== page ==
Although the Virgin Islands, an unincorporated territory of the United States, are “not sovereign, in the true sense of that term[,]” Congress has nonetheless granted the territory “attributes of autonomy similar to those of a sovereign government or a state.” 1 The Virgin Islands government therefore enjoys sovereign immunity unless it consents to be sued.
Virgin Islands law creates a system whereby government liability is severely limited by damages limits, but public employees are broadly liable for their own torts. The Virgin Islands Tort Claims Act (“VITCA”) waives sovereign immunity for certain claims, providing liability “with respect to injury or loss of property or personal injury or death caused by the negligent or wrongful act or omission of an employee of the Government of the United States Virgin Islands while acting within the scope of his office or employment, under circumstances where the Government of the United States Virgin Islands, if a private person, would be liable to the claimant in accordance with the law of the place where the act or omission occurred.” 2 However, this liability is severely restricted by a damages cap: “[n]o judgment shall be awarded against the Government of the United States Virgin Islands in excess of $25,000.” 3 The government is also not liable in cases where an employee is grossly negligent. 4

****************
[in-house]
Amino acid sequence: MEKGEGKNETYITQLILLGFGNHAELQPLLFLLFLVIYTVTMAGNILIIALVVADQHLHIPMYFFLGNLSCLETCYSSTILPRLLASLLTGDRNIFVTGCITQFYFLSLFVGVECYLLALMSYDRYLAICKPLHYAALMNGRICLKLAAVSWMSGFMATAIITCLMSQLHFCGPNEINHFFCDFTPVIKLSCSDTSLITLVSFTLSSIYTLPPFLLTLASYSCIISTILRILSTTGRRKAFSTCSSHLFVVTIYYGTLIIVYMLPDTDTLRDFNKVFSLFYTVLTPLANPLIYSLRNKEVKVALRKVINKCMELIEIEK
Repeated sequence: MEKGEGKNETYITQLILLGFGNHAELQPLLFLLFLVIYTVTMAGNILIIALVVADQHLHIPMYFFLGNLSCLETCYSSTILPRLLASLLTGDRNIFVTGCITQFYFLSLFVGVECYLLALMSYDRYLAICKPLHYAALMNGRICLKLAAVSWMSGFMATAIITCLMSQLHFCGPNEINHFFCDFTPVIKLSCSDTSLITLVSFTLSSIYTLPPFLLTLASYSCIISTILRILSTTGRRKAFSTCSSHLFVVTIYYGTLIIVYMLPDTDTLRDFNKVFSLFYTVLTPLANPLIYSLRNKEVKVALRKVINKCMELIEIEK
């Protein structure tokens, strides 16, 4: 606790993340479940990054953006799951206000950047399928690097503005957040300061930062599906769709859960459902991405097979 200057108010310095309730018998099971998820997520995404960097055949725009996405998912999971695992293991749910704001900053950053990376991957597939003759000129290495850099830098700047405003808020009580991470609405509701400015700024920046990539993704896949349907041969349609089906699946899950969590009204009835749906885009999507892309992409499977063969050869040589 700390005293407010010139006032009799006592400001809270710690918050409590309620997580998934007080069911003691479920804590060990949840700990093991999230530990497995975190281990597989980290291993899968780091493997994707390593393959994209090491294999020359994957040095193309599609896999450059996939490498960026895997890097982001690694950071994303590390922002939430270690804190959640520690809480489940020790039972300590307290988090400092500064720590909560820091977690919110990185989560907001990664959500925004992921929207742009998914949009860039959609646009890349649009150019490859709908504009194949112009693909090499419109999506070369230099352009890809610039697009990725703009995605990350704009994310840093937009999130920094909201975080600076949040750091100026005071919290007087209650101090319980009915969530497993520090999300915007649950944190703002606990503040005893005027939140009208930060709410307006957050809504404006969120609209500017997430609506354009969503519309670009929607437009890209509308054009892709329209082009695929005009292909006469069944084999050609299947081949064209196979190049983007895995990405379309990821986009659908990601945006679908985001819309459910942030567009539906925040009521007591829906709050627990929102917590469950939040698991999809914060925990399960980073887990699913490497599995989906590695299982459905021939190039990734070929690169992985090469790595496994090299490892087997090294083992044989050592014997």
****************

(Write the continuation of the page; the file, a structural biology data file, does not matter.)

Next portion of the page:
The Virgin Islands will pay judgments against employees acting within the scope of employment up to $100,000, provided that the employee “acted reasonably.” 5 Government employees enjoy immunity for negligence claims for acts or omissions committed during the execution of discretionary functions. 6 Apart from the indemnification provision and discretionary-function immunity, government employees generally may be liable for their own torts. 7